Shabbat Shalom from Rabbi Ain – November 24, 2017

Shabbat Shalom! In this week’s Torah portion, Vayetze, Jacob has a dream in which angels go up and down a ladder connecting earth to heaven. God appears before Jacob and renews the covenant that God had made with Abraham. Jacob sees Rachel, Laban’s daughter, tending sheep and wishes to marry her. Laban tricks Jacob into marrying his eldest daughter, Leah, after seven years of labor. In exchange for another seven years of work, Jacob is allowed to marry Rachel. Jacob has many sons with Leah, but Rachel is unable to conceive. Finally, God blesses Rachel, and she has a son, whom she names Joseph.
 


Friday night services are at 6:15 pm and Saturday morning services are at 9:15. Candle Lighting is at 4:13 pm.
 


Thought question: As Jacob journey from his home to his uncle’s house he laid down and had a dream. As he woke up he said “God was in this place and I, I did not know it.” Have you ever had a moment where you didn’t realize God’s presence until after the fact? Did it matter that it was “better late than never?”
 


I would like to thank all those who fasted this week in honor of the fallen Torah. They include: Peter Miller, Daniel Gross, Sam Kovler, Ethan Lippman, Ann Brown, Susan Weisenfeld, Marshall Wise, and Andrea Tolchinsky.
 


Here are reflections of many of those who completed their fast during this past week:
 


Susan Weisenfeld
I participated in the fast yesterday and other than wanting a cup of coffee, I found it a pretty easy exercise.  Although I was not in the synagogue when the torah fell, and I don’t come to services regularly, I do feel a strong connection to my Jewish culture and to my Jewish community.  Seeing how our synagogue pulled together and signed up to accomplish this joint fast was reaffirming in so many ways that I plan to participate in more events at the synagogue and deepen my commitment to our Jewish community.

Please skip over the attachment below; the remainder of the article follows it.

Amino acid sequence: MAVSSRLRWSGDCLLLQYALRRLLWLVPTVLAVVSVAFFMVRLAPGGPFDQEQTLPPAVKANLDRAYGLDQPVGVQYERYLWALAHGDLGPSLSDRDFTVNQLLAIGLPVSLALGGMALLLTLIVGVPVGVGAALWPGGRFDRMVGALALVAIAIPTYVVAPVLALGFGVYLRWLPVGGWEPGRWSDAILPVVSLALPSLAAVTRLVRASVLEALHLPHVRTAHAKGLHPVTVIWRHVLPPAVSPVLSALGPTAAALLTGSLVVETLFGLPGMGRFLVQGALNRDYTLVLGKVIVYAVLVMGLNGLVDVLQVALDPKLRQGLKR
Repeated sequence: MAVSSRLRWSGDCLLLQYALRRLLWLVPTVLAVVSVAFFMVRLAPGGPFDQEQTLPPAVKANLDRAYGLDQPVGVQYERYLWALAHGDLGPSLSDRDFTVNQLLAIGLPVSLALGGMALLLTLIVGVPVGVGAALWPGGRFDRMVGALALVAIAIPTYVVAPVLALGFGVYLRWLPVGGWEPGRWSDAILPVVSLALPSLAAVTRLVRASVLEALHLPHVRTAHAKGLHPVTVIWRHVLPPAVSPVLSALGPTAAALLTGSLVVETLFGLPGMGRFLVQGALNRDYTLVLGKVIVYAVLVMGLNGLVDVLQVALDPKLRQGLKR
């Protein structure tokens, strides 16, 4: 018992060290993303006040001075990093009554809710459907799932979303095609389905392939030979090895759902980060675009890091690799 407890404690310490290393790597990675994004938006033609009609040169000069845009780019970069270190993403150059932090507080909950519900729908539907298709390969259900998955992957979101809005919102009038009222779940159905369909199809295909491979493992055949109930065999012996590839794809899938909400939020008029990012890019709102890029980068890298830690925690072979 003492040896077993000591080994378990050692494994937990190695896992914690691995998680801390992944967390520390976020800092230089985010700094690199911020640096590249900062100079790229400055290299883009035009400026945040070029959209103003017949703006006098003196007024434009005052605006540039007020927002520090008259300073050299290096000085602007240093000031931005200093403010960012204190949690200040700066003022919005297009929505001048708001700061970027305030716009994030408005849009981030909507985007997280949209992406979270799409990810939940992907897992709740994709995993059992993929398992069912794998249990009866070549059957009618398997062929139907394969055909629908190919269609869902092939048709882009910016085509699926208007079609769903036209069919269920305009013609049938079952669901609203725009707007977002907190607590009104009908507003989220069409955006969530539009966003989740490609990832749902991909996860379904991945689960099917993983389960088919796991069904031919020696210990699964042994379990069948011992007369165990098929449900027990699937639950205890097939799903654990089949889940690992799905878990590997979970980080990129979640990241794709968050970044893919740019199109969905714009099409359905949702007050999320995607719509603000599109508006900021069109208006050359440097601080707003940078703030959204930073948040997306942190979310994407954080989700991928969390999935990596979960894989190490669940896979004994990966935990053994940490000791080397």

Peter Miller
The most rewarding fast I have ever done. All other fasts have been for myself alone; however, for this fast, I was fasting for the entire community and the importance of this fact was not lost on me. In a very small way, I got some insight into the responsibility that Cantor Keren must feel when he prays to G-d on the community’s behalf during the Yom Kippur services. Very powerful experience.
 


Ethan Lippman

I think it’s all about showing remorse for a mistake that was made.  Because the torah fell, we, as a community, must band together for 40 days to fast and show the respect to the torah that it deserves.

There’s a few highlights in it for me:

1) Humility – we made a mistake, we must find humility in that

2) Remorse – we disrespected something holy, we must be remorseful in that

3) Community – as a community, in hard times, we must come together, lean on each other, and succeed as one unit

 


Daniel Gross
I was not at services the day the Torah fell, but I’m sure it was upsetting to experience first hand.  It was uplifting, as well as a testament to the strength and the tight bond of our community, to see how we responded so expeditiously.
 


Ann Brown
Fasting yesterday felt a lot to me like fasting on Yom Kippur. Throughout the day, when I’d feel a tinge of hunger, or my stomach would growl, I’d remind myself of the “why” — that like YK, this is a moment of humility, atonement, and reflection. However, this fast felt different in the sense that I was doing it from my desk at work, versus on YK when I spend the day in temple. This distinction was important to me, because when you’re in temple, it is somewhat easy and obvious to remember why you’re there and why you’re fasting. When you’re meeting a deadline or sitting on a conference call, feeling the periodic pangs of hunger pull you from mundane reality into a more spiritual place each time they occur. When it would happen, I’d be reminded of our Torah falling, and I was transported for a brief moment away from what was physically in front of me and taken to a place of atonement.